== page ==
As the car had no functioning roof and had sat outside in a snowstorm, the interior had got rather wet. This gave the garage a rather odd smell of damp wood and leather.









Some of the items piled inside the car the obvious - I think I could see 2 front seats, maybe something of the rear bench seat, but then there were plastic bags of unknown content! Note the puddle of water sitting in this one!





In this bag I found the remains of the car's Wefco gaiters. These leather covers went over the leaf springs on the front and rear axle, with the aim of keeping dirt and water out and the lubrication in! It's a very good example of how 1930's technology worked differently to today's approaches for lubrication and sealing. The leather was in remarkably good condition considering it had been in the bag for a long time. As well as the gaiters, I found the door pad leather trim for the driver's door - whether it can be saved, or only used as a pattern for a new part, remains to be seen. I will do my very best to reuse as much of the original as I can. I am certainly not looking to create some sort of Pebble Beach Concours car here as I feel that this removes too much of the car's history. Only where things can't be reused will I look for replacements.



The next layer of "stuff" (hence the comment about archaeology - it really was like a dig!), were two nondescript bits of plywood with bars attached. They were soaked through and had begun to delaminate. After some head scratching, it was clear that these were the floor boards for the area under the front seats - the bars being the seat runners. The level of preservation was excellent - the paint on the boards, the flocking around the edges of the board to stop them from squeaking etc - all these details will help when replacing them.







The next layer were the seats - the front seats were pushed rearwards to be inline with the rear doors, the rear seat squab where the front seats should be and the rear seat cushion buried under this!



As the doors didn't open, these had to be manhandled out of the driver and passenger door windows..... and now I wonder why my back is playing up!





In the rear of the car, once the seats were removed were this little group - namely, another bag containing what looked like wood trim, a very faded and corroded rear number plate and lamp and ..... a disposable coffee cup. Which had mould in. Nice.





The first bag I tackled was the one containing the wood trim..... and what a great bundle it was. It had clearly been carefully wrapped as part of perhaps a plan to start a refurbishment. A couple of lovely details came out of this - firstly each piece of wood had the car's Park Ward body number (SO3563) hand written (in a lovely copperplate script) on them and the wood itself was wrapped in newspaper - dated to 30th January 1966 and part of an old calendar - dated to 1969. This all ties in really well with the story of the car being found by the previous owner's father in a scrap yard in Barking in 1968.... presumably he started the restoration job when he got the car home, but sadly never finished it.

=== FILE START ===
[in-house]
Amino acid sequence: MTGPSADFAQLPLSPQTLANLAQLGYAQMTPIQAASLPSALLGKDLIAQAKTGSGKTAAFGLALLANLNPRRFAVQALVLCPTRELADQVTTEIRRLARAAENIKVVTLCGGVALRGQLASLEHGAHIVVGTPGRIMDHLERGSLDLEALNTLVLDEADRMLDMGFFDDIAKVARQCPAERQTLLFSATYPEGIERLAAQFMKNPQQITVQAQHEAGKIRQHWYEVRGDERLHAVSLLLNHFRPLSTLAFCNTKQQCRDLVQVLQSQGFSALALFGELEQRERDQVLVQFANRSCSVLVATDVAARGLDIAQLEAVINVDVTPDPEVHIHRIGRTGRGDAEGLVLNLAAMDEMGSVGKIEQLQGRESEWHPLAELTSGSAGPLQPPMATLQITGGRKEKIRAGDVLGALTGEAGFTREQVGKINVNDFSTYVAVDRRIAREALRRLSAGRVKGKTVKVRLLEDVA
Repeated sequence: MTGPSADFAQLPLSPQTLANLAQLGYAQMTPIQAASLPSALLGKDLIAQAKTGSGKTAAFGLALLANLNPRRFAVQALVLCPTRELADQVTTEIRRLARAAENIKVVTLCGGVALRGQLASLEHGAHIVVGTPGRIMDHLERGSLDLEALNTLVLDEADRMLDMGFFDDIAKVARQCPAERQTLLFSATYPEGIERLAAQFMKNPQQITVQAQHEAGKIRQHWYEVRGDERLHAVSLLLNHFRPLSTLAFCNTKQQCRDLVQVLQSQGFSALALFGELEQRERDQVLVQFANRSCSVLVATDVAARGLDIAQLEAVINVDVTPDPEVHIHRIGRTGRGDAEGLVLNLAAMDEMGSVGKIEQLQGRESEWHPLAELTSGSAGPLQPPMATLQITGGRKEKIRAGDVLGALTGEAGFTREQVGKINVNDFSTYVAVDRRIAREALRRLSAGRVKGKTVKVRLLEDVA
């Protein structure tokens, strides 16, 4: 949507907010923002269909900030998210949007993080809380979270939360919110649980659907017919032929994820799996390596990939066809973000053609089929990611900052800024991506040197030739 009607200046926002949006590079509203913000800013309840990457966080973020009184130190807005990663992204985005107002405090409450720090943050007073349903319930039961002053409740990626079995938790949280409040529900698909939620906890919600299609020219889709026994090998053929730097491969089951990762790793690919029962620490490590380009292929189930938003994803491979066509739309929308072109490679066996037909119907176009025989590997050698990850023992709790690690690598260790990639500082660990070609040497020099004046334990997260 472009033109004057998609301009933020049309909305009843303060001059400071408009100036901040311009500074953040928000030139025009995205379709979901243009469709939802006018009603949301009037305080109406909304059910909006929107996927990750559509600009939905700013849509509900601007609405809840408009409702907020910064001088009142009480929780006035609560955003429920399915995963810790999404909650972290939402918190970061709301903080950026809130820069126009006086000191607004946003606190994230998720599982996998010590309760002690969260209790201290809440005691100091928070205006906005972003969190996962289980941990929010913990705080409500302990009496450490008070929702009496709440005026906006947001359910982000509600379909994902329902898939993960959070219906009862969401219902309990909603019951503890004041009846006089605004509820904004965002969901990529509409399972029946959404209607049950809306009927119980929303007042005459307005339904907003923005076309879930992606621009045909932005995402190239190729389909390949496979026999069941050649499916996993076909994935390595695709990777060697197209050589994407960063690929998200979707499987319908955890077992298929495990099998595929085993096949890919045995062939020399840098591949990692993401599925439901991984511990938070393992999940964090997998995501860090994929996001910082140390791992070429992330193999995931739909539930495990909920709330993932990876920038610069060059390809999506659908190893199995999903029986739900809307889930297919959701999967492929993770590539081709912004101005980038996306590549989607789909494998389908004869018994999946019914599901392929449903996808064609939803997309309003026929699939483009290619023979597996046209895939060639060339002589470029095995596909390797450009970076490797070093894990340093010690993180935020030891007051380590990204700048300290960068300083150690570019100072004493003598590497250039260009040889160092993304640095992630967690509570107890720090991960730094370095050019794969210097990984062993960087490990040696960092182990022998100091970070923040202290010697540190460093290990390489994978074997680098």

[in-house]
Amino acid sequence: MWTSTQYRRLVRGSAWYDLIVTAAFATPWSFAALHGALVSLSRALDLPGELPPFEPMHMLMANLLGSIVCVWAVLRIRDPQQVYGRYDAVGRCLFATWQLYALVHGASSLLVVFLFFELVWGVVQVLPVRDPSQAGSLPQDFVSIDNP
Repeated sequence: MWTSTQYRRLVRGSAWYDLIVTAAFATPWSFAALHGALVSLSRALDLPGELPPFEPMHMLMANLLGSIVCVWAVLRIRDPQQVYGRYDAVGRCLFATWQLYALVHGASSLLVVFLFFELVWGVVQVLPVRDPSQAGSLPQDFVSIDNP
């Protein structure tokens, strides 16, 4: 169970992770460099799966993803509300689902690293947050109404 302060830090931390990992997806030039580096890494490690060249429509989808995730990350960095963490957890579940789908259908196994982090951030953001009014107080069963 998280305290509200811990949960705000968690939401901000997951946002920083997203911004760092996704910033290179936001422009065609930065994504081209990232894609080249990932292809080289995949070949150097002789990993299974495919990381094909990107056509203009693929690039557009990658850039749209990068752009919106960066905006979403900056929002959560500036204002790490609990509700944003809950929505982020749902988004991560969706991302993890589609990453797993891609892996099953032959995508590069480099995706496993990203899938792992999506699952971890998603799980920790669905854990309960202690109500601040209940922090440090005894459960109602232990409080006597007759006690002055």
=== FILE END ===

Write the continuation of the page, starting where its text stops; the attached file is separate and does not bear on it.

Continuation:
Finally, once all the interior had been removed, it was possible to see a little more of the condition of the body and the chassis. It was filthy dirty but all seemed to be in remarkably good condition.







The next job would be cleaning it out... but to do that I would need to get the doors open.

I am sorry that I can't get the photos orientated correctly - any guidance gratefully received!

(Edit - 31/03/22 - all sorted)

Take care,

Andy


Edited by andyfeaver on Thursday 31st March 10:20

Krikkit

23,806 posts

158 months

Monday 21st March
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Great update, thanks!

Not sure what's up with the pictures - if I chase them through to thumbsnap they re-orient the right way around.

I use imgbb to host photos instead of thumbsnap integrated into PH most of the time, but it's best done from desktop not mobile.

Lord Flashheart

3,632 posts

170 months

Monday 21st March
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If you need any specific area type photos, don't hesitate to ask me. They could potentially help you to recognise some of the parts and where they should go.

jwwbowe

389 posts

149 months

Monday 21st March
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Nice OP, normally not even the slightest bit interested in anything pre 1960s but this looks like a really interesting project, just don’t kick that lovely XJS out of its garage for it though! Amazing those records have survived. Good luck thumbup

gary71

1,844 posts

156 months

Monday 21st March
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I can smell those photos from here Andy smile

Gallons Per Mile

1,614 posts

84 months

Monday 21st March
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Fantastic project! I can't wait to see how you get on with it biggrin

Macron

7,611 posts

143 months

Monday 21st March
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My word, this has legendary thread status written all over it, magnificent stuff!